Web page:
For example, you must guard against investing in "hot" stocks. True, some get wealthy in investing in "hot" stocks such as the "dot-com" bubble in the 1990s, but when the initial buzz around these stocks begin to slide, so does your investment. Once they fall, they really fall hard in a short period of time. This includes your money and others like you who invested in these stocks. If you really need to invest in these stocks, you have to keep a constant eye on them and try to sell them when they start to level off or drop.

To avoid such risks, you must diversify your portfolio. Basically, it means buying a little bit of a lot of different types of stocks and bonds. In that way, if one stock gets down, another one of your stock might be up and will help you recover some of your losses. It is a good idea to have some stocks in the technology sector, telecommunications, biomedical, and consumer corporations. In time, you could add your portfolio with precious metal and diamond indexes, and some general investment funds.

There are also companies that offer "safety stocks". It will be a sound decision to have several shares of companies such as this in your portfolio. This is because such stocks rarely fluctuate and most often offer a slow and steady growth, thus giving you an assurance in your investments.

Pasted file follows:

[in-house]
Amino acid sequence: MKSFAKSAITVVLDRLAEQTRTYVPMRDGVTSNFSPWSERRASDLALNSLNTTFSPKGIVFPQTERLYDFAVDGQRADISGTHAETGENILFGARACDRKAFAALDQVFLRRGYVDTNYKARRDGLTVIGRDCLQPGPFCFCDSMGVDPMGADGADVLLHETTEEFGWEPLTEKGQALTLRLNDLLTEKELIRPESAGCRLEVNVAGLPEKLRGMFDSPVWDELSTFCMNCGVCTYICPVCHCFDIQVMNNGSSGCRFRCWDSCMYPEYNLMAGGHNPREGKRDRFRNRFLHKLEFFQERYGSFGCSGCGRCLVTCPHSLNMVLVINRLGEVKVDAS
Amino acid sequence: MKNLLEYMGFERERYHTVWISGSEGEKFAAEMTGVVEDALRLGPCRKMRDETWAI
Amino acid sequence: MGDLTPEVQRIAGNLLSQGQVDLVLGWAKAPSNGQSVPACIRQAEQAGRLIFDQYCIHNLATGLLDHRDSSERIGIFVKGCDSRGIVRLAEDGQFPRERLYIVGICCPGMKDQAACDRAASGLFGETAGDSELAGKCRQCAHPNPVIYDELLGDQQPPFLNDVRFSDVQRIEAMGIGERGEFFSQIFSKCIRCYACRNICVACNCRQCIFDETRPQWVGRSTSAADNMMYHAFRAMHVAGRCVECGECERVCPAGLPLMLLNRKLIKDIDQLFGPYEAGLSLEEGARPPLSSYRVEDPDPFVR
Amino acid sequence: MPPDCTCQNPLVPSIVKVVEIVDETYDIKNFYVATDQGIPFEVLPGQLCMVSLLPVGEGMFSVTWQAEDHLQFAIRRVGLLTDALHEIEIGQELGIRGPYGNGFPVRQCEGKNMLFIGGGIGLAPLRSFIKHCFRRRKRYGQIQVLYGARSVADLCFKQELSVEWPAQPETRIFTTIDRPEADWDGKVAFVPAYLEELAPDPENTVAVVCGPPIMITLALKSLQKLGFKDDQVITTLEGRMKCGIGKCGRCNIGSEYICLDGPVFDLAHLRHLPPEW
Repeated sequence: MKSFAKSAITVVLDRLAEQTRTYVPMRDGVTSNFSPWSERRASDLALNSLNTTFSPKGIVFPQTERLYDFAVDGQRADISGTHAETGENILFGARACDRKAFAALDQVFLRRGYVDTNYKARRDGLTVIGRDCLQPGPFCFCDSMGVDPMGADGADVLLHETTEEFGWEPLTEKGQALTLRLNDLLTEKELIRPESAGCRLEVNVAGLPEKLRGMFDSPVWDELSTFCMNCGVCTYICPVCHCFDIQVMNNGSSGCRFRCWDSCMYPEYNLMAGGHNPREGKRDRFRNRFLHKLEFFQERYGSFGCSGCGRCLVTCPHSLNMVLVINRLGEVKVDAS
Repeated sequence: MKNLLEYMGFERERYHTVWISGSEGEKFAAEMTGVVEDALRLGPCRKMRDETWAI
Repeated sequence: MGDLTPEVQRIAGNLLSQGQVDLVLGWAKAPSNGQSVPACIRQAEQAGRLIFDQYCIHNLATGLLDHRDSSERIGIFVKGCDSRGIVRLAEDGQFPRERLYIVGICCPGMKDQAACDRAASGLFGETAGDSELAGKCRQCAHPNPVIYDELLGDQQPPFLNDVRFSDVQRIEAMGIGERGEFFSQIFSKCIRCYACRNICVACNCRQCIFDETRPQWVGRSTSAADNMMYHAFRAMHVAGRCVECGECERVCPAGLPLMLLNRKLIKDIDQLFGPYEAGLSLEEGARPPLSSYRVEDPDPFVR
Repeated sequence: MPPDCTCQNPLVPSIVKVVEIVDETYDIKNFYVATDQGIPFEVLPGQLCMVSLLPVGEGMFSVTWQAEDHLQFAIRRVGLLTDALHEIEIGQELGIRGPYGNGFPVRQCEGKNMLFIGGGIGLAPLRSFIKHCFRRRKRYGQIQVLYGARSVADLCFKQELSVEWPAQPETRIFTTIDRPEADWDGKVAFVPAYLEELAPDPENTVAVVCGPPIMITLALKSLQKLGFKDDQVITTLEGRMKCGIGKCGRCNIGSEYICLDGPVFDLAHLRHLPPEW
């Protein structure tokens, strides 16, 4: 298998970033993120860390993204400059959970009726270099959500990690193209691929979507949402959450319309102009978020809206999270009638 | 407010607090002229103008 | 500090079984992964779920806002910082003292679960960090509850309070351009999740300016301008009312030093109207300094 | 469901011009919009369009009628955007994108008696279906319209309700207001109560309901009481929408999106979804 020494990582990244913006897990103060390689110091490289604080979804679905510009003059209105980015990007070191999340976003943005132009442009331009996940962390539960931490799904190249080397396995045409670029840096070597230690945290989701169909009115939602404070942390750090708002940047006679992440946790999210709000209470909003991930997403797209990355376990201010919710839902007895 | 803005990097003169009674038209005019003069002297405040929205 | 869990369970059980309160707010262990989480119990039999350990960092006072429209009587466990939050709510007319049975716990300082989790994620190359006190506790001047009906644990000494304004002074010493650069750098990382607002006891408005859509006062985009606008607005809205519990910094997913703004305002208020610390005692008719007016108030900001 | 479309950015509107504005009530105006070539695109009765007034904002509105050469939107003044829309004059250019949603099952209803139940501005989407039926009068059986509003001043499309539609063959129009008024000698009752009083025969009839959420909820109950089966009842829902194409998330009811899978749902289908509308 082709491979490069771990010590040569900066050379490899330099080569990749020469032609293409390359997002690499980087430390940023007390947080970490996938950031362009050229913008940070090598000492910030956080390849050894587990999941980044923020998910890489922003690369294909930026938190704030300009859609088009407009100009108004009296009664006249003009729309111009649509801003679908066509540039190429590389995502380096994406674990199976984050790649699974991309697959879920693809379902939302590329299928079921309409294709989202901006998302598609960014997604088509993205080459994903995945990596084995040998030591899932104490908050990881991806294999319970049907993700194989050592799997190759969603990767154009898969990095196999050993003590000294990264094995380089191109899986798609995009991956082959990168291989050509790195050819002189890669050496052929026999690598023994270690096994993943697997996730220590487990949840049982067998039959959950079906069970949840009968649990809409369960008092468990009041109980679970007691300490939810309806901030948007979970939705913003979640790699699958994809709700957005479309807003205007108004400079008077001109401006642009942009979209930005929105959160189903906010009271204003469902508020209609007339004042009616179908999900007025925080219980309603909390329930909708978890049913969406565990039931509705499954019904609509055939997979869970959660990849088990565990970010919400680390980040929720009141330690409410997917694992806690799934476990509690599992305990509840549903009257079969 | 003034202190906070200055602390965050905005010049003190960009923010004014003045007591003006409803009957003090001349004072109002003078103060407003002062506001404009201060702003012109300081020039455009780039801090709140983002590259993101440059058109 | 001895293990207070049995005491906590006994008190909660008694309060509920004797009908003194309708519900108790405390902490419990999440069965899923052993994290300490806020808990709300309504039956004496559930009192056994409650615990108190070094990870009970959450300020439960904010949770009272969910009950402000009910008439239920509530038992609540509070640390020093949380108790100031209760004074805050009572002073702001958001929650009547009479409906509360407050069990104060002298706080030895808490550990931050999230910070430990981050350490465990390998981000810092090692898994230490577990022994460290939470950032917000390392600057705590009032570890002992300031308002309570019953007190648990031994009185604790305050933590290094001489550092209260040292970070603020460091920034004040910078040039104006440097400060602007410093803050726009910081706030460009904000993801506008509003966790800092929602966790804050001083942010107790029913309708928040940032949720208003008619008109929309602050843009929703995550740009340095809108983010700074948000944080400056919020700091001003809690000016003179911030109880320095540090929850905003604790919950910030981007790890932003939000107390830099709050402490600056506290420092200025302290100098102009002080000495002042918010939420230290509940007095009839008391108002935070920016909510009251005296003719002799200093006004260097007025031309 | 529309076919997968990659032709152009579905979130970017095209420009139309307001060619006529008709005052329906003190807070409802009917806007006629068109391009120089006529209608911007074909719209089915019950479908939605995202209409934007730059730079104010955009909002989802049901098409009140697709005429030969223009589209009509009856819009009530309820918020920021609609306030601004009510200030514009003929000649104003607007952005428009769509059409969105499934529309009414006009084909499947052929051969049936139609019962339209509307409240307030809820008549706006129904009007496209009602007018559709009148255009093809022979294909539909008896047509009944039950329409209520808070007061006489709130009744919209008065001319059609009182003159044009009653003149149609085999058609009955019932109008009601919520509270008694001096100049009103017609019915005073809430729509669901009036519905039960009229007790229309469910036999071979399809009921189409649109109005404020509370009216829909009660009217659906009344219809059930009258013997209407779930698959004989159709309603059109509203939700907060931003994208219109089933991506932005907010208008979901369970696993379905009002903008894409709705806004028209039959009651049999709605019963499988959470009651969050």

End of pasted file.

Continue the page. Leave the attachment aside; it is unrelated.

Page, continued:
Do not rely on tips saying that this stock is "going to be big" and the like. These tips are often unfounded, and these stocks are almost worthless. Investing in these stocks might give you a higher return but in the long run, these stocks will just give you worries. Read the Wall Street Journal or watch the stock reports on news networks to know more about your stocks. Also check relevant websites to see how your stocks have been performing in recent weeks.

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Thursday, August 17, 2006

Stock Market Quotes 101

The stock market quote is the basic collection of numbers an investor must understand to achieve success in the stock market. It is a list of prices for certain stocks at one point within the trading day. In the past, stocks were quoted in fractions, but now, most exchanges use decimals. Stock market quotes are found in newspapers, as well as online. Stock quotes are updated regularly during the trading day.